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An indie perspective on the F2P vs. premium dilemma
This is a guest post from Tim Wicksteed of Twice Circled. It was originally posted on the Ionage website
Should I go Free-to-Play (F2P)? It’s a simple question but the answer may be more complicated. I was chatting with Nicholas Lovell on Twitter to ask his opinion on it. We got onto the dilemma I was facing and he replied:
“If you can get comfortable with someone spending $1000 or more on your game, go F2P”… Hum.
He then asked whether I’d like to put my dilemma down on (electronic) paper as a guest post for Gamesbrief, so here I am.
I’m getting to the point with Ionage (a RTS about battling space platforms currently in development for Android) where I’m going to have to lock down the monetisation strategy soon.
You don’t have to look much further than the top grossing apps list on any of the app stores to see the benefits of F2P. Done well, it clearly can be lucrative, potentially offering that holy grail to indie developers – just that, allowing them to stay indie, be self-sufficient and free to the develop their craft.
However there are also potential pitfalls to F2P that give somewhat of a dilemma. I see them occurring on 3 levels of increasing depth:
Surface: F2P is hard. As easy as it is to see the success stories, you don’t have to look much further to find the not-so-successful ones. For example Monkey Drum and Punch Quest both made the mistake of being too generous so that noone ever made the In-App Purchases (IAPs). For a one-man-band there are a whole lot of extra skills you have to learn to do F2P right. For example data acquisition and analysis, or the much harder to learn art of persuading players to part with their money inside your game without pushing them out. Not to mention the continued support of the game (service?) over the months following launch. That’s a much bigger time-commitment than just design, build, launch and a single patch to remove the bugs.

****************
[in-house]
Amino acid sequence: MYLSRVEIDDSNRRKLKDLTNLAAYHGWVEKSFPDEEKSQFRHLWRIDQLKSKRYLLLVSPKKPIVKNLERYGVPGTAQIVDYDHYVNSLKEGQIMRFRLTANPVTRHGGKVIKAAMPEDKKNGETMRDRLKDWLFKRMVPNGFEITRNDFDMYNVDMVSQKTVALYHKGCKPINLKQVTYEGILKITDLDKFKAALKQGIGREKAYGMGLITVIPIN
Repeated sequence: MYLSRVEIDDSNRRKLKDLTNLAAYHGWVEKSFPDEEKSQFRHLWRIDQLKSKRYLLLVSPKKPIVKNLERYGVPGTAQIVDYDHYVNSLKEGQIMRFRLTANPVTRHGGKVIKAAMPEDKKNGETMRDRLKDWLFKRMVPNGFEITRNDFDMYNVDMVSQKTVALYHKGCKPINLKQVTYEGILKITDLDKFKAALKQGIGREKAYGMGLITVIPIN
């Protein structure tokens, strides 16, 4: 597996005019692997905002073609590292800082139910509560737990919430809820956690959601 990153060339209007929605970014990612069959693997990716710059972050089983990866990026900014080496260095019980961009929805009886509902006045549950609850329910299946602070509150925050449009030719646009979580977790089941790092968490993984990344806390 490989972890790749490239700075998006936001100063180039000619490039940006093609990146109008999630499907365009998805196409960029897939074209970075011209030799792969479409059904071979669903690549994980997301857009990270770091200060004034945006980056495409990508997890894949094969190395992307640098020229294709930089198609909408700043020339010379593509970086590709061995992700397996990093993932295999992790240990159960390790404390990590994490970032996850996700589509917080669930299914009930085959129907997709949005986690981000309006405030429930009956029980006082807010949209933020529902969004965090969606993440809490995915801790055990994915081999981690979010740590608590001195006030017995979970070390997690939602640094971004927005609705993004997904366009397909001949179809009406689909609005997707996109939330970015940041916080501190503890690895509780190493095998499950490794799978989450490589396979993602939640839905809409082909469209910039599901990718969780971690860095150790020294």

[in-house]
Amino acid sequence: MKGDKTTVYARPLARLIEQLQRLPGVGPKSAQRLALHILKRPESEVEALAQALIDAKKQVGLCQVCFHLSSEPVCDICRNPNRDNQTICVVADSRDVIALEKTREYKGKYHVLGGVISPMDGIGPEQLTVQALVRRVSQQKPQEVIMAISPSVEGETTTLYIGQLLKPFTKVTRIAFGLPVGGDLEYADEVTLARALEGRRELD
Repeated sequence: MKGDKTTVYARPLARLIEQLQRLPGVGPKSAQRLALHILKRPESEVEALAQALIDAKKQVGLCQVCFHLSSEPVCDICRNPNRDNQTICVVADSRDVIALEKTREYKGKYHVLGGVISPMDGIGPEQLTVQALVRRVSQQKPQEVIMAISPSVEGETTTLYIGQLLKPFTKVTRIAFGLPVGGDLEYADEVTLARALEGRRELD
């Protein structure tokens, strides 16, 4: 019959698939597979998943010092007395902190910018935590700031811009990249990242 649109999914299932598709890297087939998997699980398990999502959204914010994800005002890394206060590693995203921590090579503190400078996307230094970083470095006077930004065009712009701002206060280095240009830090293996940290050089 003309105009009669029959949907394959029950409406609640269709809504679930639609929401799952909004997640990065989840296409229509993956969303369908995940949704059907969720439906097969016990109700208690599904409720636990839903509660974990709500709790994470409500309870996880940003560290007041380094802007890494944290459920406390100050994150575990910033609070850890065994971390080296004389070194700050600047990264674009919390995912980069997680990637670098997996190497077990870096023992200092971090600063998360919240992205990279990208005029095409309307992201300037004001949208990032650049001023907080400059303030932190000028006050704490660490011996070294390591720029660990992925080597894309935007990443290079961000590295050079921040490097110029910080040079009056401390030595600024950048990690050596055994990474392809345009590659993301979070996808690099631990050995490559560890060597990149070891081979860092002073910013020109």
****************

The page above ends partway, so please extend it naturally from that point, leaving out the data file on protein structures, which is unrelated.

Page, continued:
Floating in the middle: F2P haters exist. Some gamers are instantly turned off by the inclusion of IAPs within a game. They say they would rather pay upfront knowing they had the full game to enjoy without all the ads and reminders that they could be having more fun if they just paid a little more. In fairness I can sympathise. F2P can seem a bit like paying for a pen and then realising you need to pay extra for ink… and then the ink runs out quicker than you thought it would. It’s a counter-intuitive idea for a very small percentage of your players to fund your entire game while the majority plays for free – somehow it doesn’t seem fair! I also get the feeling that a good proportion of F2P haters are traditional gamers – the same traditional gamers that are the target audience for Ionage. I sometimes worry that I’ll end up with a game that casual gamers won’t enjoy and hardcore gamers won’t touch out of principle.
Deeper still: The hidden cost of free. It’s argued that if users don’t pay upfront then they end up paying in some other way. This isn’t just about games of course – most of the internet is funded by advertising. Giving a product away for free means you have to build the business into the product. The question is: does letting the business into the game spoil it? An example of this in F2P could be deliberately building an annoying grind into the game to encourage players to spend to skip it.
As you can tell I’m concentrating on the negatives here. That’s because I’m actually a huge fan of the ideas behind F2P and I’m trying very hard to find flaws to stress test the idea and prepare myself for the potential pitfalls.
The thing is I don’t think any of these arguments can counter-balance the immense positives of F2P, briefly:
- Zero barrier to entry for new users
- No cap on spend (or at least a much higher cap)
- Freeloaders promote your game even if they don’t pay for it
- … to name a few. These are invaluable to an indie developer struggling to get noticed amongst the sea of alternative titles.
I’ve decided that I’m going to give F2P a go. My conclusion is an obvious one – the success will depend on the execution. Of course there are examples of horribly manipulative games designed to squeeze their users for every last pound but there are also wonderful examples of games that are great fun even when you haven’t paid a penny!
As I started out saying, F2P isn’t easy. It’s not a magic wand that’s going to automatically increase my game’s revenue. I have to design my game and monetisation so that I don’t give F2P haters ammunition. As Nicholas says in his F2P design rules I have to “be generous”. Instead of adding a grind and making people pay to remove it, why not make the premium content really worthy of that title? Equally I must not fall into the trap of Monkey Drum and Punch Quest and give too much away so there isn’t a reason to spend. Finally I need to make sure that the monetisation technique complements the gameplay and does not hinder it.
I’ll finish with one of my favourite sayings that I think sums up the art of F2P: “People hate spending money on what they need but love to spend money on what they want!”